With most of us consuming about double the amount of salt we should in a day, there are plenty of good reasons – whether you or someone you know is currently managing heart disease or not – to believe that overall, our risks for sodium-intake-related health problems are climbing. So, here are some tips for shaking off your bad sodium habits for good.
Know your limit. The maximum daily recommendation for adults is 2,300 mg of sodium – to help you visualize, this amounts to 1 tsp (5 mL) of table salt. Dietitians suggest falling between 1,500 and 2,300 mg a day. That’s probably a lot less than you think, so it’s worth calculating your daily intake.
Add a squeeze of citrus. Instead of sprinkling on salt, use lemon, lime, grapefruit and orange juice or a grating of fresh zest to give meat, fish and vegetables a flavour lift. Or use your favourite flavoured vinegar — instead of extra salt — to add zip to soups, stews and sauces.
Read labels on pantry staples. To save on sodium, make the better food switch to low salt versions of your favourite foods. Big culprits are items such as canned tomatoes, soups, broths and vegetable juices – now available in low-salt versions that are often just as enjoyable.
Go for fresh garlic and onion. This flavourful pair adds interest to almost any dish. Use them fresh rather than powdered, which may contain extra salt.
Cut back gradually. Salt is an acquired taste, so reducing it slowly and subtly will give your taste buds a chance to adjust. We promise, once you start cutting down, you won’t reach for the shaker as often.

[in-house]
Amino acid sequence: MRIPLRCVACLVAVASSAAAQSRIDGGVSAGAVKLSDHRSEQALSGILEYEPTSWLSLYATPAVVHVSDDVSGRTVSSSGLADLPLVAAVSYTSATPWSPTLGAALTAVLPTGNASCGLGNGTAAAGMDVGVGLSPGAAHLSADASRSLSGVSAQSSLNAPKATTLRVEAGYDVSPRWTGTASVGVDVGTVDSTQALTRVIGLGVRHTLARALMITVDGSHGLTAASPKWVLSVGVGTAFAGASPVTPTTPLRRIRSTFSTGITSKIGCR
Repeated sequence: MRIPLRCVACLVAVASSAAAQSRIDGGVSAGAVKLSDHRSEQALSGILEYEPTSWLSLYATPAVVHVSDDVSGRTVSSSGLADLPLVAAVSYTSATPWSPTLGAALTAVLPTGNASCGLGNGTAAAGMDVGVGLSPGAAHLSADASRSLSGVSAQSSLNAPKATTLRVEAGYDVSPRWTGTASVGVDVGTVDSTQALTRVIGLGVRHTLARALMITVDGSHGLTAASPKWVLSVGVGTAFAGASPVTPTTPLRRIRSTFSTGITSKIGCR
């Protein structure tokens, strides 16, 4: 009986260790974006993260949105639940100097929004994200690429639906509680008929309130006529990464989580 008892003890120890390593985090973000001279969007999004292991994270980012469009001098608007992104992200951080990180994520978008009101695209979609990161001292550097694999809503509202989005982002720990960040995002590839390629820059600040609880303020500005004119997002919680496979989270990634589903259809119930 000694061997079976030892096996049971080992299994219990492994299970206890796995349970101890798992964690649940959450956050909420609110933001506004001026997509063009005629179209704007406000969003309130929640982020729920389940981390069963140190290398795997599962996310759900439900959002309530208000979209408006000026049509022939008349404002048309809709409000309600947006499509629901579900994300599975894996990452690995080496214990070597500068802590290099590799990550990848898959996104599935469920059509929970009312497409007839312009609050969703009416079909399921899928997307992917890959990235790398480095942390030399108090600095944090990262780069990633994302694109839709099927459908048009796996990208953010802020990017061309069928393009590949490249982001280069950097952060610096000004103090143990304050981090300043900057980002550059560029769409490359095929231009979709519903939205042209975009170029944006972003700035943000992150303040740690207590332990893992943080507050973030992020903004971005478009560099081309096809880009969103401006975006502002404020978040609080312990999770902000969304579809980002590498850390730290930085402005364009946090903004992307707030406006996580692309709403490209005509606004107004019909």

Cook more often. Only 11% of the salt we eat daily comes from meals prepared in our own kitchens, while restaurant meals and processed foods account for close to 80% (the rest comes from natural sources). So, the more food you make yourself, the less salt you’ll consume.
Sprinkle on herbs and spices. Herbs (fresh or dried) and spices add dimension to any dish without the need for salt. We are huge believers that with more flavourful ingredients, few of us will miss the salt.
Seek out its hiding places. Salt is often used in canned goods as a preservative, so be sure to rinse tinned beans and opt for frozen and fresh vegetables when you can. Sodium can lurk in less obvious places too, including desserts and – surprise – some of your favourite flavoured takeout coffee drinks.
Learn the vocabulary. Brined, pickled, smoked, cured and corned all signal higher sodium. And while it may go by another name — kosher, coarse, sea — it should tell you that more sodium has been added.
Shopping for Low Sodium & Sodium-Free Foods
For all of you who are looking to learn about and select products that contain less salt, we created a Low Sodium & Sodium-Free Natural Source Product List to help you find these alternatives more easily. You’ll find all these products in our Natural Source department.
Low Sodium or Sodium-Free labels are based on guidelines determined by Health Canada and information provided by product manufacturers on the Nutrition Facts Table of the product. Health Canada deems a product to be Low Sodium if there are 140 mg of sodium or less per serving. A product is deemed Sodium Free by Health Canada if there are less than 5 mg of sodium per serving.